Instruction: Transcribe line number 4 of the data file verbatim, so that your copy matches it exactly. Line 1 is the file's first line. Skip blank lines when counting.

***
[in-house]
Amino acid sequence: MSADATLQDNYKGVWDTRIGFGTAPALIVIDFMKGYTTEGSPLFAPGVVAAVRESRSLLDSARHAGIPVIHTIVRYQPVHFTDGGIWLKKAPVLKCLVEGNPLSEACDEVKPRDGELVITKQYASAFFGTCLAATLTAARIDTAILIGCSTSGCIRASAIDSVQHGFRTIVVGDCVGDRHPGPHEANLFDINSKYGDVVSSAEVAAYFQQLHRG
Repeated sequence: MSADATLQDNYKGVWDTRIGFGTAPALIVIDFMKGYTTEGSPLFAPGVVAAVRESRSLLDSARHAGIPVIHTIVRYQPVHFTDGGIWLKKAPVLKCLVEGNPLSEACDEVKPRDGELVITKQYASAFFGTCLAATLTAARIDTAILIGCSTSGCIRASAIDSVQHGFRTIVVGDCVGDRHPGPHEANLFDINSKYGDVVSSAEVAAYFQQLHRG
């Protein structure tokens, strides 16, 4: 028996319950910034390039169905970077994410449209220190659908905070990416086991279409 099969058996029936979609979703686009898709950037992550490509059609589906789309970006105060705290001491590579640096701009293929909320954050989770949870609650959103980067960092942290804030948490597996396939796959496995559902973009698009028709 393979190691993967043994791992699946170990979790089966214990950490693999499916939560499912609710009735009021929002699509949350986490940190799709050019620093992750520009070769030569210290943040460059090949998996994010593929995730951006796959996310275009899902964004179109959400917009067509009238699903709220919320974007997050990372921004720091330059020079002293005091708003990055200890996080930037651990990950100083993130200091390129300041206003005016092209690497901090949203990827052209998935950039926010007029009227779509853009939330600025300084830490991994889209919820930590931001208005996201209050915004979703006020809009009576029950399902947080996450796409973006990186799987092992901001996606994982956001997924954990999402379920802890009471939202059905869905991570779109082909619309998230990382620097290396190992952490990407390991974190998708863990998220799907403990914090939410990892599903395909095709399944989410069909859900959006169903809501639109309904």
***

């Protein structure tokens, strides 16, 4: 028996319950910034390039169905970077994410449209220190659908905070990416086991279409 099969058996029936979609979703686009898709950037992550490509059609589906789309970006105060705290001491590579640096701009293929909320954050989770949870609650959103980067960092942290804030948490597996396939796959496995559902973009698009028709 393979190691993967043994791992699946170990979790089966214990950490693999499916939560499912609710009735009021929002699509949350986490940190799709050019620093992750520009070769030569210290943040460059090949998996994010593929995730951006796959996310275009899902964004179109959400917009067509009238699903709220919320974007997050990372921004720091330059020079002293005091708003990055200890996080930037651990990950100083993130200091390129300041206003005016092209690497901090949203990827052209998935950039926010007029009227779509853009939330600025300084830490991994889209919820930590931001208005996201209050915004979703006020809009009576029950399902947080996450796409973006990186799987092992901001996606994982956001997924954990999402379920802890009471939202059905869905991570779109082909619309998230990382620097290396190992952490990407390991974190998708863990998220799907403990914090939410990892599903395909095709399944989410069909859900959006169903809501639109309904």